Next Steps

The ruling will likely be appealed, and be taken up by the Supreme Court. Thus, a final decision is not expected to be made until then. The federal judge’s ruling left many questions as to the current state of the ACA; however, the White House announced that the ACA will remain in place pending appeal.

Background

Since early 2014, the ACA has imposed an “individual mandate” requiring most individuals to obtain adequate coverage for themselves and their family or pay a penalty. In 2011, many lawsuits were filed challenging the constitutionality of this individual mandate provision.

In 2012, the U.S. Supreme Court upheld the constitutionality of the ACA in its entirety, ruling that Congress acted within its constitutional right when enacting the individual mandate. The Court agreed that, while Congress could not use its power to regulate commerce between states to require individuals to buy health insurance, it could impose a tax penalty using its tax power for individuals who refuse to purchase health insurance.

However, a 2017 tax reform bill, called the Tax Cuts and Jobs Act, reduced the ACA’s individual mandate penalty to zero, effective beginning in 2019. Therefore, beginning in 2019, individuals will no longer be penalized for failing to obtain adequate health insurance coverage.

Texas v. United States

Following the tax reform law’s enactment, twenty Republican-controlled states filed a lawsuit again challenging the ACA’s constitutionality. The plaintiffs, first, argued that the individual mandate could no longer be considered a valid tax since there will no longer be any revenue generated by the provision.

Also, in its 2012 ruling, the Supreme Court indicated (and both parties agreed) that the individual mandate is an essential element of the ACA, and that the remainder of the law could not stand without it. Therefore, the plaintiffs argued that the elimination of the individual mandate penalty rendered the rest of the ACA unconstitutional.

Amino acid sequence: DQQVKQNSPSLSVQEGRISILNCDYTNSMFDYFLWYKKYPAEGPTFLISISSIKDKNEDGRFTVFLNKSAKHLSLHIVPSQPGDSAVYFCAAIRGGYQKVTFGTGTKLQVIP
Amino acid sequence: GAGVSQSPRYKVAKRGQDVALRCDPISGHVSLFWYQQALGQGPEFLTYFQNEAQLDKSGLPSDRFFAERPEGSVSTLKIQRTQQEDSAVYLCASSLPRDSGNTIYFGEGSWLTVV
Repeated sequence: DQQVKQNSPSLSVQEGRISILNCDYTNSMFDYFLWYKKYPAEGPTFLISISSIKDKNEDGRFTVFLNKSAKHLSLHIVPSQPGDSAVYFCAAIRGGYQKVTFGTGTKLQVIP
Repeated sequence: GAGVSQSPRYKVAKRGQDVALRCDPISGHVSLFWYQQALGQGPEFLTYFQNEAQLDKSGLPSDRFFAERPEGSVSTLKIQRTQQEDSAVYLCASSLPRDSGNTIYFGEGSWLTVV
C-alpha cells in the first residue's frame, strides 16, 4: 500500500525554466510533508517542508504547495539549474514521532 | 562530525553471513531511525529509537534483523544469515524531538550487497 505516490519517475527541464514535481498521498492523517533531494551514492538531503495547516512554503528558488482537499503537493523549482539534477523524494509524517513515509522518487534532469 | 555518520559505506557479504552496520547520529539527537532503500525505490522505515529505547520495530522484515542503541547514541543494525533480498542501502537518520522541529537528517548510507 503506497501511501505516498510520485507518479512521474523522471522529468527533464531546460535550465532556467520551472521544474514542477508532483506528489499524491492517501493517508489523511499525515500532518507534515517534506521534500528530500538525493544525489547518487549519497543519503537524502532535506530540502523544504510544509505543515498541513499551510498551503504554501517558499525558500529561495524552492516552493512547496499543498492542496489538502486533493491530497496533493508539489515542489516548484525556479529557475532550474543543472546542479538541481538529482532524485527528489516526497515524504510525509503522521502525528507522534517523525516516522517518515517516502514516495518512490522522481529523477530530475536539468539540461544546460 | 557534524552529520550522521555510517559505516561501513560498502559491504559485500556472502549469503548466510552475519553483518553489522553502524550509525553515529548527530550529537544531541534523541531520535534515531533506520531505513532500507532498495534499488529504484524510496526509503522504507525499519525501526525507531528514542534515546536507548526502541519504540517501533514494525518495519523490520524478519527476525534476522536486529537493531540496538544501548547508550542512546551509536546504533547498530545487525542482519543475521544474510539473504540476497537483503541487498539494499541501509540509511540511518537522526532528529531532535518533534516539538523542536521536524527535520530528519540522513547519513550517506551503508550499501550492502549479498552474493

The U.S. Justice Department chose not to defend the ACA in court fully and, instead, 16 Democratic-controlled states intervened to uphold the law.

 Federal Court Ruling

In his ruling, Judge Reed O’Connor ultimately agreed with the plaintiffs, determining that the individual mandate can no longer be considered a valid exercise of Congressional tax power.

Per the court, “[u]nder the law as it now stands, the individual mandate no longer ‘triggers a tax’ beginning in 2019.” Thus, the court ruled that “the individual mandate, unmoored from a tax, is unconstitutional.”

Because the court determined that the individual mandate is no longer valid, it now had to decide whether the provision is “severable” from the remainder of the law (meaning whether other portions of the ACA can remain in place or whether the entire law is invalid without the individual mandate).

In determining whether the rest of the law could stand without the individual mandate, the court pointed out that: